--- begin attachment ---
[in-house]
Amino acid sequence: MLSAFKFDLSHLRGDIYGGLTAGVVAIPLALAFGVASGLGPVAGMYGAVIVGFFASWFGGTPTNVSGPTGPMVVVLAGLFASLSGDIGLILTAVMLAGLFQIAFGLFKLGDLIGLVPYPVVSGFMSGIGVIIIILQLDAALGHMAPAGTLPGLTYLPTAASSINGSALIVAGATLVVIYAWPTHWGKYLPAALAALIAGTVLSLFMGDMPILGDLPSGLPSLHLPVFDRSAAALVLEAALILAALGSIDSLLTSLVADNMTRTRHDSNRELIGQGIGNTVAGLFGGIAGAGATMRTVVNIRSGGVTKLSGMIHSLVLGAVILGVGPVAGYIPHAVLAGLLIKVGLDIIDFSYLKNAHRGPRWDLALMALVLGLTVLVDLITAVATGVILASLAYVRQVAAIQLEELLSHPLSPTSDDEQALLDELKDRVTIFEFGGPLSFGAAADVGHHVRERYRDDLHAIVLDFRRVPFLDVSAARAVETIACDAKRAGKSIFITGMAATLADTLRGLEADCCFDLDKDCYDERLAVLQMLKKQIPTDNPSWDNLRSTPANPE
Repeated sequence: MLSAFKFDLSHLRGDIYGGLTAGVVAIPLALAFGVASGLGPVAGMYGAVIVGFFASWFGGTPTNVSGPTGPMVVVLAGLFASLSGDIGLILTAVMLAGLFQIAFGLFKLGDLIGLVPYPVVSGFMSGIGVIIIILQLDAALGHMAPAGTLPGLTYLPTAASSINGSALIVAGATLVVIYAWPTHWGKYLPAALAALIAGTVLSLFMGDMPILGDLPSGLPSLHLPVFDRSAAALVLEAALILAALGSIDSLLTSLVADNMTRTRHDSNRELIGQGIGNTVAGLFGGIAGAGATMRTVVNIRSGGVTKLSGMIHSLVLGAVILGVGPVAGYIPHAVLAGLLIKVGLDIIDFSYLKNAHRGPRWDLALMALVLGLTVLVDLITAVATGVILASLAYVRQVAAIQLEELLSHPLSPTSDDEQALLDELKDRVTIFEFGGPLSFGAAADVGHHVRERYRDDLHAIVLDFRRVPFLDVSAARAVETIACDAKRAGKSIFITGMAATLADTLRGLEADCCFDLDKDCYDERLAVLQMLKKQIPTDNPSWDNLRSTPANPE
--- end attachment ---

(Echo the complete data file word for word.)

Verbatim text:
[in-house]
Amino acid sequence: MLSAFKFDLSHLRGDIYGGLTAGVVAIPLALAFGVASGLGPVAGMYGAVIVGFFASWFGGTPTNVSGPTGPMVVVLAGLFASLSGDIGLILTAVMLAGLFQIAFGLFKLGDLIGLVPYPVVSGFMSGIGVIIIILQLDAALGHMAPAGTLPGLTYLPTAASSINGSALIVAGATLVVIYAWPTHWGKYLPAALAALIAGTVLSLFMGDMPILGDLPSGLPSLHLPVFDRSAAALVLEAALILAALGSIDSLLTSLVADNMTRTRHDSNRELIGQGIGNTVAGLFGGIAGAGATMRTVVNIRSGGVTKLSGMIHSLVLGAVILGVGPVAGYIPHAVLAGLLIKVGLDIIDFSYLKNAHRGPRWDLALMALVLGLTVLVDLITAVATGVILASLAYVRQVAAIQLEELLSHPLSPTSDDEQALLDELKDRVTIFEFGGPLSFGAAADVGHHVRERYRDDLHAIVLDFRRVPFLDVSAARAVETIACDAKRAGKSIFITGMAATLADTLRGLEADCCFDLDKDCYDERLAVLQMLKKQIPTDNPSWDNLRSTPANPE
Repeated sequence: MLSAFKFDLSHLRGDIYGGLTAGVVAIPLALAFGVASGLGPVAGMYGAVIVGFFASWFGGTPTNVSGPTGPMVVVLAGLFASLSGDIGLILTAVMLAGLFQIAFGLFKLGDLIGLVPYPVVSGFMSGIGVIIIILQLDAALGHMAPAGTLPGLTYLPTAASSINGSALIVAGATLVVIYAWPTHWGKYLPAALAALIAGTVLSLFMGDMPILGDLPSGLPSLHLPVFDRSAAALVLEAALILAALGSIDSLLTSLVADNMTRTRHDSNRELIGQGIGNTVAGLFGGIAGAGATMRTVVNIRSGGVTKLSGMIHSLVLGAVILGVGPVAGYIPHAVLAGLLIKVGLDIIDFSYLKNAHRGPRWDLALMALVLGLTVLVDLITAVATGVILASLAYVRQVAAIQLEELLSHPLSPTSDDEQALLDELKDRVTIFEFGGPLSFGAAADVGHHVRERYRDDLHAIVLDFRRVPFLDVSAARAVETIACDAKRAGKSIFITGMAATLADTLRGLEADCCFDLDKDCYDERLAVLQMLKKQIPTDNPSWDNLRSTPANPE